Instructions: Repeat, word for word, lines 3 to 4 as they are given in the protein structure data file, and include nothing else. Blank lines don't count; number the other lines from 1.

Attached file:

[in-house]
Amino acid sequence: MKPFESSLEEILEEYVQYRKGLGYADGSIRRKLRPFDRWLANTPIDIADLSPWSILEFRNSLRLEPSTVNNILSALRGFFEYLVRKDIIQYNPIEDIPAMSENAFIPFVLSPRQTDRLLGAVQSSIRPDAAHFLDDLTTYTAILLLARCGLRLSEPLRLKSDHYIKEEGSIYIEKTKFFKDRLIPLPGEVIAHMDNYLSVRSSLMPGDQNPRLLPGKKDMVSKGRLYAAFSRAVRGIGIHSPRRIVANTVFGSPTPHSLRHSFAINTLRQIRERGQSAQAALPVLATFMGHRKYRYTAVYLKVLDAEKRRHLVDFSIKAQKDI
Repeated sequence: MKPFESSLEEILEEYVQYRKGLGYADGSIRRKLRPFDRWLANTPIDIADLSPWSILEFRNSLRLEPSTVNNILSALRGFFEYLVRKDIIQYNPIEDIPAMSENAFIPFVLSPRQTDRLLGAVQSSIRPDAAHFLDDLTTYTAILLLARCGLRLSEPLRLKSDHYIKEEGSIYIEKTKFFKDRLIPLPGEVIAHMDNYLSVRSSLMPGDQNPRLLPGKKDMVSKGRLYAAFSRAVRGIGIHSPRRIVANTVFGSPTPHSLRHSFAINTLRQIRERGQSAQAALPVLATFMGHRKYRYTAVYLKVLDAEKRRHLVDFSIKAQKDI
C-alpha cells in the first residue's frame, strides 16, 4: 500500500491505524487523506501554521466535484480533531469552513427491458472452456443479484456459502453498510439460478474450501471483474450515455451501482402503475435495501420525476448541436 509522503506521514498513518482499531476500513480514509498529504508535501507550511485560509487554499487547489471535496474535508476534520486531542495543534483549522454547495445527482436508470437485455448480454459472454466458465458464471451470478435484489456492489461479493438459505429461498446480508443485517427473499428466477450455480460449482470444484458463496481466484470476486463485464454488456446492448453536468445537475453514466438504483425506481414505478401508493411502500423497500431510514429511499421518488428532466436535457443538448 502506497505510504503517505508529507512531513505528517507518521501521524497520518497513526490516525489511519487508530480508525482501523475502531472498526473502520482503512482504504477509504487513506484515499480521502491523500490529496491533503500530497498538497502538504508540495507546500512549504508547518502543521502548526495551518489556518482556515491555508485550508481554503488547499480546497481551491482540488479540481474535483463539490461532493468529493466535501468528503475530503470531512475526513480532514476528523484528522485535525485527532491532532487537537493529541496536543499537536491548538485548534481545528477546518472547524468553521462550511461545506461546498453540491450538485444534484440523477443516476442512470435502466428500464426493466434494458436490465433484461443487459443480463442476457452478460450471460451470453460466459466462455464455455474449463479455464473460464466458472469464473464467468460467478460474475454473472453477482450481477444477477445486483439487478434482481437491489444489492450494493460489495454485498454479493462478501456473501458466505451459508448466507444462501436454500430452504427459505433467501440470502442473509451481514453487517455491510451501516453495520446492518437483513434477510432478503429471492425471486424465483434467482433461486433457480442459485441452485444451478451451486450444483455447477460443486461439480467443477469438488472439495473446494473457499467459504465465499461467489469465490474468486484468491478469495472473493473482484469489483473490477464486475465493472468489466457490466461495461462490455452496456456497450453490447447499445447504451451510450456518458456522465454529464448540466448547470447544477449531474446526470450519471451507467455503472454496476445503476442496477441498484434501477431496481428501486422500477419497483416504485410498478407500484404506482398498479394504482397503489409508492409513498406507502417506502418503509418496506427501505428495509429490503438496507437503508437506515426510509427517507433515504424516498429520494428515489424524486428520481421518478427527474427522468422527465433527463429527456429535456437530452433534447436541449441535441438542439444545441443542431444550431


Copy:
Repeated sequence: MKPFESSLEEILEEYVQYRKGLGYADGSIRRKLRPFDRWLANTPIDIADLSPWSILEFRNSLRLEPSTVNNILSALRGFFEYLVRKDIIQYNPIEDIPAMSENAFIPFVLSPRQTDRLLGAVQSSIRPDAAHFLDDLTTYTAILLLARCGLRLSEPLRLKSDHYIKEEGSIYIEKTKFFKDRLIPLPGEVIAHMDNYLSVRSSLMPGDQNPRLLPGKKDMVSKGRLYAAFSRAVRGIGIHSPRRIVANTVFGSPTPHSLRHSFAINTLRQIRERGQSAQAALPVLATFMGHRKYRYTAVYLKVLDAEKRRHLVDFSIKAQKDI
C-alpha cells in the first residue's frame, strides 16, 4: 500500500491505524487523506501554521466535484480533531469552513427491458472452456443479484456459502453498510439460478474450501471483474450515455451501482402503475435495501420525476448541436 509522503506521514498513518482499531476500513480514509498529504508535501507550511485560509487554499487547489471535496474535508476534520486531542495543534483549522454547495445527482436508470437485455448480454459472454466458465458464471451470478435484489456492489461479493438459505429461498446480508443485517427473499428466477450455480460449482470444484458463496481466484470476486463485464454488456446492448453536468445537475453514466438504483425506481414505478401508493411502500423497500431510514429511499421518488428532466436535457443538448 502506497505510504503517505508529507512531513505528517507518521501521524497520518497513526490516525489511519487508530480508525482501523475502531472498526473502520482503512482504504477509504487513506484515499480521502491523500490529496491533503500530497498538497502538504508540495507546500512549504508547518502543521502548526495551518489556518482556515491555508485550508481554503488547499480546497481551491482540488479540481474535483463539490461532493468529493466535501468528503475530503470531512475526513480532514476528523484528522485535525485527532491532532487537537493529541496536543499537536491548538485548534481545528477546518472547524468553521462550511461545506461546498453540491450538485444534484440523477443516476442512470435502466428500464426493466434494458436490465433484461443487459443480463442476457452478460450471460451470453460466459466462455464455455474449463479455464473460464466458472469464473464467468460467478460474475454473472453477482450481477444477477445486483439487478434482481437491489444489492450494493460489495454485498454479493462478501456473501458466505451459508448466507444462501436454500430452504427459505433467501440470502442473509451481514453487517455491510451501516453495520446492518437483513434477510432478503429471492425471486424465483434467482433461486433457480442459485441452485444451478451451486450444483455447477460443486461439480467443477469438488472439495473446494473457499467459504465465499461467489469465490474468486484468491478469495472473493473482484469489483473490477464486475465493472468489466457490466461495461462490455452496456456497450453490447447499445447504451451510450456518458456522465454529464448540466448547470447544477449531474446526470450519471451507467455503472454496476445503476442496477441498484434501477431496481428501486422500477419497483416504485410498478407500484404506482398498479394504482397503489409508492409513498406507502417506502418503509418496506427501505428495509429490503438496507437503508437506515426510509427517507433515504424516498429520494428515489424524486428520481421518478427527474427522468422527465433527463429527456429535456437530452433534447436541449441535441438542439444545441443542431444550431